They sound like something growing unchecked on a Petri dish, or an unfortunate, many-tentacled marine animal facing dissection by teenagers brandishing scalpels. In fact, octopods are a common breed of classroom furniture where pupils sit around eight-sided tables within handy reach of centrally located gas taps and electricity points.
According to the blurb, "the octagonal benching, either as an island unit or joined in various configurations with linking units, provide modern stimulating environments".
The only problem is that the arrangement means some students end up facing the back of the room , but every one of them is facing seven of their mates. Not exactly conducive to serious scientifc endeavour, according to some teachers.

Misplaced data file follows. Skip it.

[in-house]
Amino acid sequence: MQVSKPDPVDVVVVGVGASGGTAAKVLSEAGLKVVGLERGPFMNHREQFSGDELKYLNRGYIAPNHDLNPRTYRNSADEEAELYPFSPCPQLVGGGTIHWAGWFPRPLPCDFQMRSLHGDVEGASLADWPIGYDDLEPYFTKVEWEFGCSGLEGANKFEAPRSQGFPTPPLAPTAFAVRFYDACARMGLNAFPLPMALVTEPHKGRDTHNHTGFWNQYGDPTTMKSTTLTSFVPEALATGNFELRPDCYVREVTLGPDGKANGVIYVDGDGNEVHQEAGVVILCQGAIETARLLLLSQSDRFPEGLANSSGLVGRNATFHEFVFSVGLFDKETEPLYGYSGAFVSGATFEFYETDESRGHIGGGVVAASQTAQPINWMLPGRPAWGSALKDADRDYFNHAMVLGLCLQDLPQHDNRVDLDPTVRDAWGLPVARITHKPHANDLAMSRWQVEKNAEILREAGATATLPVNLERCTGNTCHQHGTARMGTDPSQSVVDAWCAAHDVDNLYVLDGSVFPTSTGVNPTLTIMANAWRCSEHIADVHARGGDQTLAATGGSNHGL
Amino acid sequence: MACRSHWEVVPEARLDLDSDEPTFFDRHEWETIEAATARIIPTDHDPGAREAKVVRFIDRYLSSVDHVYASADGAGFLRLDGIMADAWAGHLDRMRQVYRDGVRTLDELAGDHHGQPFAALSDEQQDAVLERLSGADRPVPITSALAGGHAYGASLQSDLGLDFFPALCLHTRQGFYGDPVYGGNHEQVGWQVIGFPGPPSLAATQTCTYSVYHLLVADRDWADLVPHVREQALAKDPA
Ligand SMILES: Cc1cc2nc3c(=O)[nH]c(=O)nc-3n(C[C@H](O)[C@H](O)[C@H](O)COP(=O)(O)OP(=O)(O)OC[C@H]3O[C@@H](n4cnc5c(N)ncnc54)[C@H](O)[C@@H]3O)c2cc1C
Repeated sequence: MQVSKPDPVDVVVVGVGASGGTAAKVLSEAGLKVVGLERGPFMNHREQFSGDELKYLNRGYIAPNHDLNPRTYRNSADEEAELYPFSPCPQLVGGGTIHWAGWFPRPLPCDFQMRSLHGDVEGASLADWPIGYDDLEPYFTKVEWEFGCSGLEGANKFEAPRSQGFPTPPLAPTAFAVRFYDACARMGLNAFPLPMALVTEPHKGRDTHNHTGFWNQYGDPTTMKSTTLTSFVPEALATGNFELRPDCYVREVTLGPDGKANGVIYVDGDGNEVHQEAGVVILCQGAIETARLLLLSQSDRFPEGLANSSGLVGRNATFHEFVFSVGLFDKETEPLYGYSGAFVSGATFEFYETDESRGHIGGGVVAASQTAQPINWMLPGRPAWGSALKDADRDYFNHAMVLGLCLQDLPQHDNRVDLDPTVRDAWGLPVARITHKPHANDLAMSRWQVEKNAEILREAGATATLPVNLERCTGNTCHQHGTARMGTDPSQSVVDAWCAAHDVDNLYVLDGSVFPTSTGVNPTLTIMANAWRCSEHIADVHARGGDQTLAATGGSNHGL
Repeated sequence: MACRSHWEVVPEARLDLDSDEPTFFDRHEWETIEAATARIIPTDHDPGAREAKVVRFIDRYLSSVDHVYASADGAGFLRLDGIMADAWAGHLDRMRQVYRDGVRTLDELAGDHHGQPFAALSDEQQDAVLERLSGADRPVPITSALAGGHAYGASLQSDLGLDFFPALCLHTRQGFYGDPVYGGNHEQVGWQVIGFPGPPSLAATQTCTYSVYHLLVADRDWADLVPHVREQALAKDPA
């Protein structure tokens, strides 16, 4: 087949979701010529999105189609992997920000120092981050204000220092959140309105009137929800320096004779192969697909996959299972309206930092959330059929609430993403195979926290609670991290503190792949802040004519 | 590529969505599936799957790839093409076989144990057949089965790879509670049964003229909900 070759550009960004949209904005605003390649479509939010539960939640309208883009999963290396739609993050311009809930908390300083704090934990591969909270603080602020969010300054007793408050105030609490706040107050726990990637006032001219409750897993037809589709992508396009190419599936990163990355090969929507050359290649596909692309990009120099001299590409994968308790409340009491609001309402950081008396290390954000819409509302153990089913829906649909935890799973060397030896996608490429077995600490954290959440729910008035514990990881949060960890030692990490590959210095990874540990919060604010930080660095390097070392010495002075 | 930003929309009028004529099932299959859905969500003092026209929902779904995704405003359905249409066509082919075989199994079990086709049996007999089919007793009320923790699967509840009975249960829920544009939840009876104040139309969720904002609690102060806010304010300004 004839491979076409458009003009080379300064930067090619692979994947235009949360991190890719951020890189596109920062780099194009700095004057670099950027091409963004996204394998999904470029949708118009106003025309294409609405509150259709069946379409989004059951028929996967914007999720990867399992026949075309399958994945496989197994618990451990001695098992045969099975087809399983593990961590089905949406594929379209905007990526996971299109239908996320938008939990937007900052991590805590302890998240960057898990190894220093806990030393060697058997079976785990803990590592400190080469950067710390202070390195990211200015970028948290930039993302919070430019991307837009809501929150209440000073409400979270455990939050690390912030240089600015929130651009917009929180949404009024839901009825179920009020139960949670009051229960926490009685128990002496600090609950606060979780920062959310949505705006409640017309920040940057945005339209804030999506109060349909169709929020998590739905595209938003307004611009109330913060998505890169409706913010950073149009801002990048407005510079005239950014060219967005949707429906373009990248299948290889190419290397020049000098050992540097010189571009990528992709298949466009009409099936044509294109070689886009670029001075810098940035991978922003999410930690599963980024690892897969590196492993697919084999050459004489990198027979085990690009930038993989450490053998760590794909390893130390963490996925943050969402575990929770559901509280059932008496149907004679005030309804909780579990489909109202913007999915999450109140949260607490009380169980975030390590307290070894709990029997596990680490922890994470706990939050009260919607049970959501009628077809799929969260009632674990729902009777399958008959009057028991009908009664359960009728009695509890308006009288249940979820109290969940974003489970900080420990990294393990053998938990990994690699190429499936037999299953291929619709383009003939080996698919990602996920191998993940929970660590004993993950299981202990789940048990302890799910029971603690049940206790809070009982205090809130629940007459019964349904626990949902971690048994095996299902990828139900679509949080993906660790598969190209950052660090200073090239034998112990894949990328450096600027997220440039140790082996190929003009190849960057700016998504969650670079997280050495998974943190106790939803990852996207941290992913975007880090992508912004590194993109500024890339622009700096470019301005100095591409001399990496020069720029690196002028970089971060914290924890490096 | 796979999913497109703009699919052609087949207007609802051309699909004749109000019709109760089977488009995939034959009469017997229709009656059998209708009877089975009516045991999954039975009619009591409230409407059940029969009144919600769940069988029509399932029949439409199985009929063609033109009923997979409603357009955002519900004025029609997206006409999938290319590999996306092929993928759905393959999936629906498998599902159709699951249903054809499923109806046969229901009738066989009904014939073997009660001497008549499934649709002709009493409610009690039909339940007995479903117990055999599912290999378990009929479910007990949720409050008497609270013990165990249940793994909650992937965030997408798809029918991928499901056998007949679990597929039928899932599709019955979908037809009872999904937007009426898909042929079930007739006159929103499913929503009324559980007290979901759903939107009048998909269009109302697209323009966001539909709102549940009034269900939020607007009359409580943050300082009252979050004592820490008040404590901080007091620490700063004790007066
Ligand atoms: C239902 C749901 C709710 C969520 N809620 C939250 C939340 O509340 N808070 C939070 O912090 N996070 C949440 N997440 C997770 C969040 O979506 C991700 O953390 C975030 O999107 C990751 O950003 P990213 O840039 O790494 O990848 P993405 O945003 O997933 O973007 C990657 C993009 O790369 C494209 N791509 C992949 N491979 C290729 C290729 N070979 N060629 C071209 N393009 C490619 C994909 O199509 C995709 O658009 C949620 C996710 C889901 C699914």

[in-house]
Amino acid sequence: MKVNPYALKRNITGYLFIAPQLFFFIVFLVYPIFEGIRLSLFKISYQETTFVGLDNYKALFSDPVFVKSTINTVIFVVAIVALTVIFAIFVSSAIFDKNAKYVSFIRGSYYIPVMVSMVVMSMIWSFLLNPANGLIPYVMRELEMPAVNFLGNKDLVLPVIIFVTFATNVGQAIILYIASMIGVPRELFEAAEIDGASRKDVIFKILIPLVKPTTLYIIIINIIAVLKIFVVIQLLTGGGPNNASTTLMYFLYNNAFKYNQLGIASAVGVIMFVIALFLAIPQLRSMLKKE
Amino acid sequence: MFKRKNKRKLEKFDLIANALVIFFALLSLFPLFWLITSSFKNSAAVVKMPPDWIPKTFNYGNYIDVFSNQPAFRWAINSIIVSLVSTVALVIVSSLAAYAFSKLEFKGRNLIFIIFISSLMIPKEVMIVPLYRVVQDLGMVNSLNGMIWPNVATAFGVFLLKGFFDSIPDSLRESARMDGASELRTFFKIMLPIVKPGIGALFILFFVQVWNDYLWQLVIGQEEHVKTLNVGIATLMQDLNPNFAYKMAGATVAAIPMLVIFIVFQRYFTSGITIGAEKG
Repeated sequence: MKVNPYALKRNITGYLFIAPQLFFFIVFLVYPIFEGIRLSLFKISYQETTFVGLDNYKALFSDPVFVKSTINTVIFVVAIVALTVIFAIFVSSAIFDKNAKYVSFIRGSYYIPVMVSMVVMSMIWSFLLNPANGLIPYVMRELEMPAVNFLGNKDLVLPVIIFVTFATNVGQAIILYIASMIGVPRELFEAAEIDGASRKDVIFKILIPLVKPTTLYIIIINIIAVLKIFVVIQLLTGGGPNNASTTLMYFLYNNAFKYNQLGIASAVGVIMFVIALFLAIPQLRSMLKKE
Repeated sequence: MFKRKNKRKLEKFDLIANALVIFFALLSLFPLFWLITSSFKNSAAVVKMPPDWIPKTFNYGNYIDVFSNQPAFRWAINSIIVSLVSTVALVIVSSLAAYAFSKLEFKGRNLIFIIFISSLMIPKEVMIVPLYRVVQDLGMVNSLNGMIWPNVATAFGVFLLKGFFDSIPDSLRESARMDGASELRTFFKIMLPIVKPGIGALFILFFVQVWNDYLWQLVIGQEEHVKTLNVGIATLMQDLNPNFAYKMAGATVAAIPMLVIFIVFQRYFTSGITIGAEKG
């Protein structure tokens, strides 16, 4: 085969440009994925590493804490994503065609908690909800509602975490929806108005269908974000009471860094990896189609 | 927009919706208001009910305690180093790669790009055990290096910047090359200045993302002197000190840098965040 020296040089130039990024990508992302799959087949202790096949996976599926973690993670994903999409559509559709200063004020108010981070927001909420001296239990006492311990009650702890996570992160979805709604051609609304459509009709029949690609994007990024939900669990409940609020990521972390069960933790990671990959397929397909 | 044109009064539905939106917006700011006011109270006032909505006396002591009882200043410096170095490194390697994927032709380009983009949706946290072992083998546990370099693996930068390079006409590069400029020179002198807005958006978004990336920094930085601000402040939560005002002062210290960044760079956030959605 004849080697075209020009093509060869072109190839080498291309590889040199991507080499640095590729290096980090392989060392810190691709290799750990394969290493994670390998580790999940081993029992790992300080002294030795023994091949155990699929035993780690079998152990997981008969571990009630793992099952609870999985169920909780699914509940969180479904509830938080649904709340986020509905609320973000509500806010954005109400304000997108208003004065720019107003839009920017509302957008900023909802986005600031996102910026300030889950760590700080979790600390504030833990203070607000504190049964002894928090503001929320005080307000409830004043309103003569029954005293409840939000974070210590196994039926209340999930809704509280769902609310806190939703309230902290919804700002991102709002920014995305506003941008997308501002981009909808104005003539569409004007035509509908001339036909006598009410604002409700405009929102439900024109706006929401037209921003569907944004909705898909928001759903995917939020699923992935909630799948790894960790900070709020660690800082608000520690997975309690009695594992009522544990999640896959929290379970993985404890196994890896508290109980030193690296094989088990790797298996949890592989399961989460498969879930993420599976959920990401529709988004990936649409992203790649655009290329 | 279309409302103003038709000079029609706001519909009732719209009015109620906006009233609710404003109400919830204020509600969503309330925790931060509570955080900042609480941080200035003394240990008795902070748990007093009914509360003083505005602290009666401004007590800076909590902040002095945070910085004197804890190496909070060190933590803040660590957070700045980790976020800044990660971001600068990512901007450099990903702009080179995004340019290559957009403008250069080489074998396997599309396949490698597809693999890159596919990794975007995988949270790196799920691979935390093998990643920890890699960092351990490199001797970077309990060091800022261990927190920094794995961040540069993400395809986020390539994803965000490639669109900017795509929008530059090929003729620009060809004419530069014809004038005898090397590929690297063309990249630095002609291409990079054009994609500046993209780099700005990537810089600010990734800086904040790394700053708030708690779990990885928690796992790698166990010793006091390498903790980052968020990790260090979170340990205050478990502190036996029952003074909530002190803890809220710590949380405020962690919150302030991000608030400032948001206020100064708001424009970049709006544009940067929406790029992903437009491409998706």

A physicists' inquiry about the pluses and minuses of the lab layout on the Association for Science Education website brought unequivocal replies.
"They are a disaster," wrote one teacher. He claimed the science department at his school practically drew lots to try and avoid teaching in them.
"What is the logic of arranging kids so half of them face away from the teacher? And have you tried putting files, text books, pencil cases and apparatus on them?" said another.
A spokeswoman for Laboratory Engineering Technical Services, which supplies schools, said teachers either loved them or hated them.
The rightful place for octopods in the strict sense of the term - cephalopod molluscs with eight arms - seems to be biology lessons.